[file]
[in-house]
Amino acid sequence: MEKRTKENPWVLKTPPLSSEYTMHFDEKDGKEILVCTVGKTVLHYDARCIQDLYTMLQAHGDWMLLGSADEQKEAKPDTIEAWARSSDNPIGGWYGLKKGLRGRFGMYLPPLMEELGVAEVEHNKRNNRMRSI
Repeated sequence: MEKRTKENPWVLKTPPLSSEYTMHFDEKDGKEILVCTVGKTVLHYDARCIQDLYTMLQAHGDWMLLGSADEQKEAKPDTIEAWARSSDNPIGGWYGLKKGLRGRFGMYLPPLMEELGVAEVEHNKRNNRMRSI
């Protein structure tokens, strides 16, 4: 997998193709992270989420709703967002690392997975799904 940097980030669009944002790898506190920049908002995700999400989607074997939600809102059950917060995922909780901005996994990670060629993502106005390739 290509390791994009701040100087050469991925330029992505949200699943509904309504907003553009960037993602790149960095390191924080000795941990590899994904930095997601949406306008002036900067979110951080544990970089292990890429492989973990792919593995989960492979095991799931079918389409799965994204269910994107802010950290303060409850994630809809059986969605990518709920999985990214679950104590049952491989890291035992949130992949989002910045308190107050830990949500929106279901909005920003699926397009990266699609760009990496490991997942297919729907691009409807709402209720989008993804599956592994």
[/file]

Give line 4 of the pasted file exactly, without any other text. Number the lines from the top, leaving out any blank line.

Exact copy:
């Protein structure tokens, strides 16, 4: 997998193709992270989420709703967002690392997975799904 940097980030669009944002790898506190920049908002995700999400989607074997939600809102059950917060995922909780901005996994990670060629993502106005390739 290509390791994009701040100087050469991925330029992505949200699943509904309504907003553009960037993602790149960095390191924080000795941990590899994904930095997601949406306008002036900067979110951080544990970089292990890429492989973990792919593995989960492979095991799931079918389409799965994204269910994107802010950290303060409850994630809809059986969605990518709920999985990214679950104590049952491989890291035992949130992949989002910045308190107050830990949500929106279901909005920003699926397009990266699609760009990496490991997942297919729907691009409807709402209720989008993804599956592994």